We might look at our families, immediate and extended, and think ‘How can this be my family?’ We might feel that those we meet along our path with similar interests are more like family than anyone else. Or more like a clan or tribe. Sometimes we get the feeling that we’ve known each other before or, in exquisitely rare cases, that we’re soul mates.
I believe that the roots of war and psychological terror can be found in one’s home, in our families.
And, conversely, the seeds of peace.
If you know someone like this, try to reach out and let him or her know you’re there.
Be the kind word, the phone call or email that brightens their day.
It might take years, like it did for Ruth, before that person can find the courage to get a plan together, decide that they’ve had enough and to make that final decision to say “Screw it” and walk out.
Or they may have only 15 minutes, under police protection, to grab their things, stuff them in a black plastic trash sack and run out the door.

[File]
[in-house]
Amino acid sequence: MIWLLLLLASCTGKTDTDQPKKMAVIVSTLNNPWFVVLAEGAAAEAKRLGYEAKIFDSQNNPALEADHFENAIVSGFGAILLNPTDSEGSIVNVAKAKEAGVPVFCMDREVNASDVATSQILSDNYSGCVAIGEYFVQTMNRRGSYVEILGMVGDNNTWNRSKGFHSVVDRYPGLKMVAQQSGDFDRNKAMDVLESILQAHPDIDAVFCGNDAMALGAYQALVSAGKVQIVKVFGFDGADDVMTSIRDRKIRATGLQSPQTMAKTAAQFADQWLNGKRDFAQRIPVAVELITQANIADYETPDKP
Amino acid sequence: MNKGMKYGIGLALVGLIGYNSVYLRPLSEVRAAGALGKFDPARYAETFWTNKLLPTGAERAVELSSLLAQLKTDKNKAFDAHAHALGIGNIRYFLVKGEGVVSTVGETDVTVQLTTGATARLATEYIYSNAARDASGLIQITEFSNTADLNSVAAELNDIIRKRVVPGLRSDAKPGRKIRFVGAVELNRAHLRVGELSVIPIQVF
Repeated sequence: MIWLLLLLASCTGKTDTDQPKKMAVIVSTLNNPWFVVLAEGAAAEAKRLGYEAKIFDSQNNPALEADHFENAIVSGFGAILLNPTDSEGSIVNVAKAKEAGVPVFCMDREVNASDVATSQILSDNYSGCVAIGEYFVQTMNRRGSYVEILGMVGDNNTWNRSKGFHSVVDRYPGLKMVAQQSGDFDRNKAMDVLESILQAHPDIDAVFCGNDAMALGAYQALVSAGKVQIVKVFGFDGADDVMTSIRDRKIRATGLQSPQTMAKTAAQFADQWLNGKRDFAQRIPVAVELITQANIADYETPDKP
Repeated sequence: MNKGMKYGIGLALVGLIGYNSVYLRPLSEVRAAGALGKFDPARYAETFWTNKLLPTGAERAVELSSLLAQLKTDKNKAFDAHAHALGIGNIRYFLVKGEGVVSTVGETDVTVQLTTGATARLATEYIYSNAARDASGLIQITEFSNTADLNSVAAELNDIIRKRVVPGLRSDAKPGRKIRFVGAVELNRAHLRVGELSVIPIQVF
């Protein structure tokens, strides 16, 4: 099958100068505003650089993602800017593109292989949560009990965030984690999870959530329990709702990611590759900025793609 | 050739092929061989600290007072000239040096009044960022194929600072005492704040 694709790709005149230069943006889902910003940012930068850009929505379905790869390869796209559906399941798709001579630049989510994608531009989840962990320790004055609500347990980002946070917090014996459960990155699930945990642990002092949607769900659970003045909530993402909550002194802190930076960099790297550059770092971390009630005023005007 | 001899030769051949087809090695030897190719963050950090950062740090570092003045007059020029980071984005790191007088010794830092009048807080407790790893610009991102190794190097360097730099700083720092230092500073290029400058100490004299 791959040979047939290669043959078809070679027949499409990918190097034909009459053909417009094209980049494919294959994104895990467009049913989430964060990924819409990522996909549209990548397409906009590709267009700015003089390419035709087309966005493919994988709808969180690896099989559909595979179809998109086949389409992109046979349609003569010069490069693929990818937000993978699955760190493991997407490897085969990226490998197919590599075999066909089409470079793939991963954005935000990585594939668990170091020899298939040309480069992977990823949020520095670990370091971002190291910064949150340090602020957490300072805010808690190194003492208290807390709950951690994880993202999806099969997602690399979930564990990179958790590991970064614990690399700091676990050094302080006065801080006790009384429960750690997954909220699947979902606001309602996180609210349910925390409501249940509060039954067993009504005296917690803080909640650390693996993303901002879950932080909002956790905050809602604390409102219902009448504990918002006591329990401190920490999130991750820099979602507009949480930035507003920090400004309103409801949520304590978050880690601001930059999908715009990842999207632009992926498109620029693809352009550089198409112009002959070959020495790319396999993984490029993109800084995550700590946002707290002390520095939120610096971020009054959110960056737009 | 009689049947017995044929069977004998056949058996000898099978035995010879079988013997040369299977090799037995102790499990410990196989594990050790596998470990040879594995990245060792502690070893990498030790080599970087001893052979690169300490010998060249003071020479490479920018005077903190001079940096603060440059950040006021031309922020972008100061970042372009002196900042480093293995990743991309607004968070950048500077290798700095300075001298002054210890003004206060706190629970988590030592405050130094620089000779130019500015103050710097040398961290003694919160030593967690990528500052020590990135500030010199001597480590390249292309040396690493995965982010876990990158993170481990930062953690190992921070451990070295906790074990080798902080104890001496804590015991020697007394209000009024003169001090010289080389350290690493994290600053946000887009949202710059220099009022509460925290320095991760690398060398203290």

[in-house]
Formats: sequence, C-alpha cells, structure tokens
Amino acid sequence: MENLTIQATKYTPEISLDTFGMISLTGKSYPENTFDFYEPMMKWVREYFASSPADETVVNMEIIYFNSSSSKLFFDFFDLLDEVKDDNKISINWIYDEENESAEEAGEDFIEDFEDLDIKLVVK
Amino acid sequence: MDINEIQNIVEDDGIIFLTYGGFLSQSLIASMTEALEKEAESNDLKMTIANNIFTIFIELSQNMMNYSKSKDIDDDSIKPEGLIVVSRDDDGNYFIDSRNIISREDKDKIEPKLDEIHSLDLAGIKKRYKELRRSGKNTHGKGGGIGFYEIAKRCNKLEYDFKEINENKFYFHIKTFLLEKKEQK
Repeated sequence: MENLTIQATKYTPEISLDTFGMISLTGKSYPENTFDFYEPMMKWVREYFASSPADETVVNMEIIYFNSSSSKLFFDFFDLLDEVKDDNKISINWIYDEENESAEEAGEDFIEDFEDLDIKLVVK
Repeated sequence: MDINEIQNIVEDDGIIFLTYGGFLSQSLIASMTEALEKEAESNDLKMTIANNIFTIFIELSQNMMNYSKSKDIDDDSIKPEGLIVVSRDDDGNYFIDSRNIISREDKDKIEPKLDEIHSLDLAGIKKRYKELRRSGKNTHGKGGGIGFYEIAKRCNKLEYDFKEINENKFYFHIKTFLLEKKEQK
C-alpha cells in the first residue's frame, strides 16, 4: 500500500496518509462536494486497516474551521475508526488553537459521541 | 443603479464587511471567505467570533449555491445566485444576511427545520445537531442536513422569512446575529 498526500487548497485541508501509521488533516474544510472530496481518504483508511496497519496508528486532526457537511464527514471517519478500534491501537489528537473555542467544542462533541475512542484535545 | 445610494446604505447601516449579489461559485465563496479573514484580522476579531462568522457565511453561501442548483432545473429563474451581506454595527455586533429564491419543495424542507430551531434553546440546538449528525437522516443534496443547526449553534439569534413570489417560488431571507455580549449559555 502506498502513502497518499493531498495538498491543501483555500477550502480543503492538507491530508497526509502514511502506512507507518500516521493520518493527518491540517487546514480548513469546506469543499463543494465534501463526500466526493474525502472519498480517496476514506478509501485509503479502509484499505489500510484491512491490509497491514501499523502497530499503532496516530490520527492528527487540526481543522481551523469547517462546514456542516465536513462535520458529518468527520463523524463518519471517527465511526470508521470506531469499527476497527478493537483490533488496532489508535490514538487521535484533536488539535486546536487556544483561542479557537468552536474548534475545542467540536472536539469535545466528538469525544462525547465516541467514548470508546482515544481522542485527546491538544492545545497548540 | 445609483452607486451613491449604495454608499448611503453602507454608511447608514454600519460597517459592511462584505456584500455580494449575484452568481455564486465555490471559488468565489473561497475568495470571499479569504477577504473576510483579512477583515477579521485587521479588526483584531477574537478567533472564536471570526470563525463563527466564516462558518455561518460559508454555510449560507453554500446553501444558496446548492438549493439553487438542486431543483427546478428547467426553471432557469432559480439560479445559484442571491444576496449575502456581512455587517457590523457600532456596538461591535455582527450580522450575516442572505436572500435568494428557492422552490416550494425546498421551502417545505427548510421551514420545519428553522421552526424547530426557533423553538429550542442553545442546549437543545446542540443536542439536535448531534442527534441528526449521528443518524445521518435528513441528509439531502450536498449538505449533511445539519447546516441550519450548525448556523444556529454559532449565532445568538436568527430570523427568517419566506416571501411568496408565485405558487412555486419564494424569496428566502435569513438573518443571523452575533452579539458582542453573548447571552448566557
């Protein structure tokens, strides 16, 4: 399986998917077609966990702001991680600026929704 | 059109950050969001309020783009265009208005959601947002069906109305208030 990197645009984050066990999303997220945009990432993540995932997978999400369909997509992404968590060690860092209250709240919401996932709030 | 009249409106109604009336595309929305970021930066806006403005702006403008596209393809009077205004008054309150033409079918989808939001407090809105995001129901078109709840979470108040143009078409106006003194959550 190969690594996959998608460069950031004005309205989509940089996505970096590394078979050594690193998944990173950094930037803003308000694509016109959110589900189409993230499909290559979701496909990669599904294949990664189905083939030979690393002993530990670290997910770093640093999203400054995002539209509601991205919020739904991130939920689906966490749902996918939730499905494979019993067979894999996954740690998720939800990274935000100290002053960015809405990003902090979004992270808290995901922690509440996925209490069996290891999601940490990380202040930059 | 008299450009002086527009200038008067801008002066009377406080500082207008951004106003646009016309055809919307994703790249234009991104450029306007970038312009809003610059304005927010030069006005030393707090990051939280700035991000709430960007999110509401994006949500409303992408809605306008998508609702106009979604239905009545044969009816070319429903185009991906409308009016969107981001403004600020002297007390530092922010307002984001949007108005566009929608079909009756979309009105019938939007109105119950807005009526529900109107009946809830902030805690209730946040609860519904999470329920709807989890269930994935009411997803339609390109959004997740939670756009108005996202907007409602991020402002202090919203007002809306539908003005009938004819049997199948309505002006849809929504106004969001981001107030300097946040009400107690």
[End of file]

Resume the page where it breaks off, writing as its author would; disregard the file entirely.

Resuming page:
Either way, the point is that there seems to be some sort of unfortunate correlation between being psychic and living in fear; feeling that ‘fight or flight’ instinct.
I spoke on this very topic last year, “How to turn our current, war related feelings of fear and fight or flight into increased psychic awareness”.
How can we do that?
The best way to take advantage seemingly dark situations is to transmute our fear-based heightened sense of awareness into increased psychic awareness by doing things like sharing our feelings with others and/or meeting in small groups.
Like I did that Tuesday night at my first public presentation.
Before we started, one participant, Pete came up to me and asked me questions about remote viewing. I explained how RV started and grabbed some books to show him some drawings.
‘I want proof,’ he challenged.
‘OK,’ I answered.
I trotted off to put a picture in an envelope. Then, we all sat around a big, square table.
Our facilitator, Dan, began by asking us to all describe one of our psychic experiences.
Then I was introduced and began my presentation about remote viewing.
Everyone wanted to RVing something, so I reluctantly led him or her through the basics before I tasked them with a target.
’I’m not a trainer. I just write about this stuff,’ I explained.
I felt like Bones on Star Trek when he’d say ’Dammit, Jim, I’m a doctor, not a brick layer.’